CAIR-Chicago: Sikhs Facing Bias Need Support


CAIR-CHICAGO: GROUP IS SEEKING UNDERSTANDING

WASHINGTON -- Facing mounting discrimination since the Sept. 11 terrorist attacks, a number of Sikh-American groups have begun a campaign to explain their religion to the American public and to differentiate their beliefs from those of Muslims.

There have been more than 600 reported instances of discrimination and violence against Sikhs since Sept. 11, 2001, according to the Sikh American Legal Defense and Education Fund. Because Sikh men wear turbans in accordance with their religious tradition, they often have been misidentified as Muslims and Arabs, leading some people to believe they are allied with the al Qaeda terrorist network.

"My son and his friends were so badly harassed just because they [wear] the turban," said Ladi Kaur, a Rockville, Md., woman who owns an auto-parts wholesale firm and is a member of the Sikh community. "They are American children with . . . a different faith. . ."

"Discrimination hasn't really decreased at all; it has just changed," said Rajbir Datta, associate director of Sikh American Legal Defense and Education Fund, an organization that provides pro-bono attorneys to Sikhs. "[Immediately after 9-11] it was violence, murder, aggravated assaults; now [it is being] kicked out of airplanes, out of security points in buildings."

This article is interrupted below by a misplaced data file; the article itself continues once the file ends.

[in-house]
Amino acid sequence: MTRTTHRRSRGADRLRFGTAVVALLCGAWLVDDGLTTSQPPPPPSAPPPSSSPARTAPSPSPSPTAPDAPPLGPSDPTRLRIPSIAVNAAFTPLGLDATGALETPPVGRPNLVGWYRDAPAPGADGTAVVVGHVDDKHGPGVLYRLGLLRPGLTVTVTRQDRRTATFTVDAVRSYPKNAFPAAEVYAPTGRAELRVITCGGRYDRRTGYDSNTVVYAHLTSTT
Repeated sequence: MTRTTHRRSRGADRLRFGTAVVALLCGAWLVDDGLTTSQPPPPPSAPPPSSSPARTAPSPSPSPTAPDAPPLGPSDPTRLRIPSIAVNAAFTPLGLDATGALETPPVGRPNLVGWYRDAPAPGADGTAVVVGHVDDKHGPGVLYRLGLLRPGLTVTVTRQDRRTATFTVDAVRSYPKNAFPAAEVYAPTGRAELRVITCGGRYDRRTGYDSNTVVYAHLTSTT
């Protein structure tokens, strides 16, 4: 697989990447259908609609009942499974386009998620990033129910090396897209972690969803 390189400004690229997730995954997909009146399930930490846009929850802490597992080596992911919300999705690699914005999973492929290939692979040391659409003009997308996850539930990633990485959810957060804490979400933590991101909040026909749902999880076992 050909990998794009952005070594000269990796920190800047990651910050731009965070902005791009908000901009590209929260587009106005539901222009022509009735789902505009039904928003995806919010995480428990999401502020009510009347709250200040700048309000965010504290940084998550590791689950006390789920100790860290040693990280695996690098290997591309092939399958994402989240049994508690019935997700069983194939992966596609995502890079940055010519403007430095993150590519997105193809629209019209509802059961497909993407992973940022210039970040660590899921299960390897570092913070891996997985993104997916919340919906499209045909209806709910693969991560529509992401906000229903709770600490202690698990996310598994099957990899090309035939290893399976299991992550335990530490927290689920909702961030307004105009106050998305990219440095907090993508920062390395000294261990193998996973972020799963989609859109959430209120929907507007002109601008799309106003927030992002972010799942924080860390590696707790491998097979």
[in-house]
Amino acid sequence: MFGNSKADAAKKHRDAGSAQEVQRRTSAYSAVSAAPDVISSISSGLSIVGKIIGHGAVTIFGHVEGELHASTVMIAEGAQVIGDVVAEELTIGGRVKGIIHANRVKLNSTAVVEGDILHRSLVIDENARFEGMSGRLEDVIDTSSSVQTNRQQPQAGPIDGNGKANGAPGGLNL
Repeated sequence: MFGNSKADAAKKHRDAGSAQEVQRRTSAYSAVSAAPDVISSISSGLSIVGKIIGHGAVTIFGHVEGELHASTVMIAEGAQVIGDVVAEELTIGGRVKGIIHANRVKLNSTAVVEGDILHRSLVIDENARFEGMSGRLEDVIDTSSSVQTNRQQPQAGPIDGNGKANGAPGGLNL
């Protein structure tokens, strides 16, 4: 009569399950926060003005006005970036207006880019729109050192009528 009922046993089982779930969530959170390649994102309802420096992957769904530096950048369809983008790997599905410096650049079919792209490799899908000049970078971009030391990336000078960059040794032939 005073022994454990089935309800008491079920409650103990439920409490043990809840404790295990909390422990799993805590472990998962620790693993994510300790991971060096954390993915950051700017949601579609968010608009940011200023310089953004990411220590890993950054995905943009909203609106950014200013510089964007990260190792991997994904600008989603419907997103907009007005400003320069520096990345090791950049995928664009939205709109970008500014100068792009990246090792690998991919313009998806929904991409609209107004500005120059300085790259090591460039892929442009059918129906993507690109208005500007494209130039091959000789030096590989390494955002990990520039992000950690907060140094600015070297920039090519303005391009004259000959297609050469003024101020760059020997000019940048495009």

Datta said only a fraction of discrimination incidents are reported. Besides being profiled at security checkpoints, Sikhs also face discrimination at work, at motor-vehicle departments that don't allow turbans to be worn in drivers'-license pictures and in courtrooms that do not allow hats, including turbans. . .

Sarkar said Sikh children are cutting off their hair to try to avoid discrimination, even though cutting hair is prohibited in Sikhism. They are scared, she said, and want to be like everybody else. Ahmed Rehab, communication director for the Chicago chapter of the Council on American-Islamic Relations, a Muslim civil rights and advocacy group, said many non-Muslim Arabs suffer the same stereotyping as the Sikhs.

"We have changed our mission statement from defining our constituency as Muslims to those who have Islam imputed upon them," Rehab said. "So if a Sikh comes to me, he's been discriminated as Muslim, therefore I will help him."

 


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